“The Bluebell Wood lies in a curving line to the west and south of Langside House, and the cup-marked Stone was at a point in the southern extremity of the wood, above and north of the river Cart.  It is interesting to be able also to record that the longer axis of the Stone lay almost precisely north and South, and the opposite axis east and west.*  The Stone is of a hard, whitish sandstone, a good deal weathered and rounded at the edges. It measures 4 feet 9 inches in length and 3 feet 2 inches in breadth, and varies in thickness from 2 feet 6 inches to 1 foot 7 inches.  The striation of the Stone has helped to efface the cuttings which, though perfectly clear and measurable, are shallow in proportion to their width.  And this feature I have endeavoured to portray in the accompanying illustration (above).  Beginning at the north end of the Stone, there is one cup placed just where the outermost ring of that group touches the edge of the Stone.  The ring has a groove leading towards but not into a central cup, and four other cups are placed on the two outermost rings, there being four rings in this group.  The middle group consists of a central cup and three rings, flanked on the west by a row of three cups (one of which is the largest of all), and on the east by a double row of six cups, three of which are almost obliterated.  This middle group is imperfectly concentric, two of its arcs running into the fourth ring of the group on the south, which has a fine deeply picked central cup.  All the better-preserved rings are very nearly 1½ inches in width of cutting.

“The diameters of the outermost rings in each group are: of the north group, 1 foot 9 inches; of the middle group 1 foot 5 inches; and of the south group 1 foot 7 inches.  The cups vary in diameter from 3 inches to 1½.

“Considering the extremely easily weathered nature of this Stone, and the fact that its sculptured surface has already suffered much ill-usage, its present position, near the entrance of the Art Galleries, entirely unprotected by a railing and exposed to all sorts of abuse by casual passers-by as well as the weather, is not a fit and proper place for a Stone of such interest.”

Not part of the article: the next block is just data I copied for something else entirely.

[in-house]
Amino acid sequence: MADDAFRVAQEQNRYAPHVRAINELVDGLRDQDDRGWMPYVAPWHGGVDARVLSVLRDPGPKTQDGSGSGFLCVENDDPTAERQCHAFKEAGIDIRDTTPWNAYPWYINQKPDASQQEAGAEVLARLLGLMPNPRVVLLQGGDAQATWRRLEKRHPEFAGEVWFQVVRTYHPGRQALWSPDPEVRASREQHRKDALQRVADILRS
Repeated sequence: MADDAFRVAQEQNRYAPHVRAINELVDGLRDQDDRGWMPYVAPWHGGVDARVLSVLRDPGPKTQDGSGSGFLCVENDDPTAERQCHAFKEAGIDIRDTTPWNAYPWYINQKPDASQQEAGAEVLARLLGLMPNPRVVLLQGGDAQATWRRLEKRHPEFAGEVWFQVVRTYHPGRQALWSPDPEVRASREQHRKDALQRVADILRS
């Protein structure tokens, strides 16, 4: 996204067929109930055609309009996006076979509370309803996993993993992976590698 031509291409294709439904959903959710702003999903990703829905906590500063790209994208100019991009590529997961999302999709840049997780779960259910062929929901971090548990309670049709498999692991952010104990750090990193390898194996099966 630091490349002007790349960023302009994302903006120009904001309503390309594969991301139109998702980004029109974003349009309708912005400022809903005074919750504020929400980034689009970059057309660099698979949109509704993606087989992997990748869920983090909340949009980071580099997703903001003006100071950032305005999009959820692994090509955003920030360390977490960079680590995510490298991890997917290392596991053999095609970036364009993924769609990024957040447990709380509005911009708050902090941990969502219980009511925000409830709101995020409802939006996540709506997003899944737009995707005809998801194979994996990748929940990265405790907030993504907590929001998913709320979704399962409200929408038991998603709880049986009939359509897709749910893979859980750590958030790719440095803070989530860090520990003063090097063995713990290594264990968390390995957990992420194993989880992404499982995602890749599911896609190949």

A few years after this, the local historian Ludovic MacLellan Mann (1930) wrote a piece for the Glasgow Herald, in which he thought that both this and another carving in the area,

“commemorate chiefly…an eclipse of the sun seen in Glasgow district in the year 2983 BC, at three o’ clock in the afternoon of the sixth day after the Spring Equinox.”

A fascinating idea…  Mann was intrigued by the theory that petroglyphs represented astronomical events or maps of the skies – and we know from cultures elsewhere in the world that some carvings had such a function; but it’s not integral to all carvings by any means.

The stone was included in Ron Morris’ (1981) survey, merely echoing the description of Fred Coles, adding nothing more.  And so it seems that the carving is still in the museum somewhere.  Canmore has it listed as “Accession no: 02-78”.  Does anyone know of its present situation?  Can anyone get a photo so we can give it a more fitting site profile?  It looked a damn good carving!  And, if anyone lives nearby, I note that there are small patches of the old woodland still visible on GoogleEarth: therein, perhaps, a diligent explorer may just find another carving….


  1. Coles, Fred, “Notices of Standing Stones, Cists and Hitherto Unrecorded Cup-and-Ring Marks in Various Localities,” in Proceedings of the Society of Antiquaries, Scotland, volume 40, Edinburgh 1906.